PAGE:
By Joe Ferguson
Quantum entanglement is a physical phenomenon that occurs when pairs or groups of particles which have interacted in the past continue to influence each other even after they become separated. For instance, if an electron spins in one place its former partner should spin no matter how far away it has travelled--the particles now exist in a quantum state, and must be measured as an interdependent system.
The theory haunts physicists because it is stubbornly difficult to prove or disprove, and it undermines the fundamental, mechanistic way we have approached the sciences since Newton--in order to understand reality we need to break down systems into their component parts. In The Turning Point: Science, Society, and the Rising Culture, Fritjof Capra writes, “In transcending the metaphor of the world as a machine, we also have to abandon the idea of physics as the basis of all science…different but mutually consistent concepts may be used to describe different aspects and levels of reality, without the need to reduce the phenomena of any level to those of another.”
Describing the phenomena of reality is very different than quantifying them. If describing is thought of as a human action used to give an account of the relevant qualities of something, then we need additional methods beyond empiricism to understand, or at least make meaning from, the workings of our world. Art, when thoughtfully rendered, can be one of those methods and an excellent example is artist Naomie Kremer’s newest exhibition Age of Entanglement at the San Jose Institute of Contemporary Art.
Kremer’s works include video, hybrid paintings, and hybrid sculptures. Her paintings combine highly-colored abstract compositions with video projections to produce an effect that blurs the distinction between the two mediums, leaving the viewer unsure of where the virtual begins and the physical ends--she applies a similar technique to her sculptures. There were many impressive pieces in her new exhibit, but two, in particular, warrant extra attention when discussing quantum entanglement.
Chance Operations is a layered painting in which Kremer inscribes a prose poem on top of one her abstract compositions. She video-recorded herself making the painting, which she then projects back onto the surface of the finished piece. The effect makes the surface of the painting glow--moving forward or backwards does not determine what is pigment and what is projection. The layering of the process over the finished product reminds viewers that the object before them is connected to the creative act, though separated by time.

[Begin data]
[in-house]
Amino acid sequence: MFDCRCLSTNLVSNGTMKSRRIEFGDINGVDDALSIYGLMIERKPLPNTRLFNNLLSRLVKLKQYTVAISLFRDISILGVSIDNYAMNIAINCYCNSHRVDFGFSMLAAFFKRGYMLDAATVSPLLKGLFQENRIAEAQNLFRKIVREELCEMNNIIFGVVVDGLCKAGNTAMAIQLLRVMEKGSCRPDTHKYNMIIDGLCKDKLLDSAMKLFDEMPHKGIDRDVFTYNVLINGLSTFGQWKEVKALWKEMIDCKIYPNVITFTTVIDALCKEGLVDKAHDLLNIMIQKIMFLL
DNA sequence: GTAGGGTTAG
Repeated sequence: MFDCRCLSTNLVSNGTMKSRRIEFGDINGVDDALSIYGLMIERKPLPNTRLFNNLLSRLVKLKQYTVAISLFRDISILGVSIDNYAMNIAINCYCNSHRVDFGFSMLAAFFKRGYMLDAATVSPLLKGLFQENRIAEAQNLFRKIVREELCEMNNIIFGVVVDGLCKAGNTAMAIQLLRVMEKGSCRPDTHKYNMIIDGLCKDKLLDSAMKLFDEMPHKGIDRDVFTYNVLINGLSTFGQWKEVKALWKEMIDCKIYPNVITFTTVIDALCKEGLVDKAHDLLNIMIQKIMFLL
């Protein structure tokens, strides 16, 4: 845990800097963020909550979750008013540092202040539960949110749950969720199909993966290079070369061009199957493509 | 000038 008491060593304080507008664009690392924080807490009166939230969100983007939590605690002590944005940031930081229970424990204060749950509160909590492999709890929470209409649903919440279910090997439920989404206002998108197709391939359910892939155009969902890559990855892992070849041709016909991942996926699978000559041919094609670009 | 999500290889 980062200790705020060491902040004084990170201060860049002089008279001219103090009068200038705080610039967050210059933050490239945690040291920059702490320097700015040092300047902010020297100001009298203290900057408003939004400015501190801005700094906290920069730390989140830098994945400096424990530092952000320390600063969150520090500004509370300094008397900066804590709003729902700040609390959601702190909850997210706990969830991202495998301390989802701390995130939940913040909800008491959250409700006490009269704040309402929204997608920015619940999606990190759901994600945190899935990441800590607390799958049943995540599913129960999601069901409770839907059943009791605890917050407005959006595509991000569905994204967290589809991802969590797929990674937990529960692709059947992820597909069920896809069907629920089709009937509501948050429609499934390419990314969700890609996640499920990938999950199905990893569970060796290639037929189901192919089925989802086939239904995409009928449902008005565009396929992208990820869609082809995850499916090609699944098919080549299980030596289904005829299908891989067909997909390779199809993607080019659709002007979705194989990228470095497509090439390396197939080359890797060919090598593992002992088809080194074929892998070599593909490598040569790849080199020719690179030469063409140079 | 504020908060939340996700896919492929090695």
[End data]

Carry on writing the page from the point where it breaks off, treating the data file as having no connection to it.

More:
Dictionary, 2008 is a work that addresses the issue of banned books from a personal perspective. Kremer’s father was born in a small, isolated village in Poland. He read a dictionary incessantly as it was his only link with the outside world. His older brother discovered the book and destroyed it, convinced it was a secular distraction. To recount the event, Kremer photographed the words of the story from a dictionary, and then projects the story in a 3 1/2-minute narrative animation onto a dictionary placed on a stand. The hybrid sculpture can be approached on all sides, as well as viewed from different vertical perspectives. The use of story gives the piece a very human touch, it is more than the conundrum proposed by contrasting visual devices--events and places are connected through the use of object.
Kremer’s works evoke the hybrid world in which we live. Digital images come and go, but affect us in ways that are difficult to understand. Like the particles in a quantum state, we remain connected. Though seemingly clever at first, I believe her works speak to something deeper. By fusing the digital and the physical, the then with now, we are forced to engage different methods of investigation--cerebral, visual, and embodied. Our current reality is a dynamic composite, entangled with our events and creations.
Age of Entanglement can be viewed at the San Jose Institute of Contemporary Art through September 19th.
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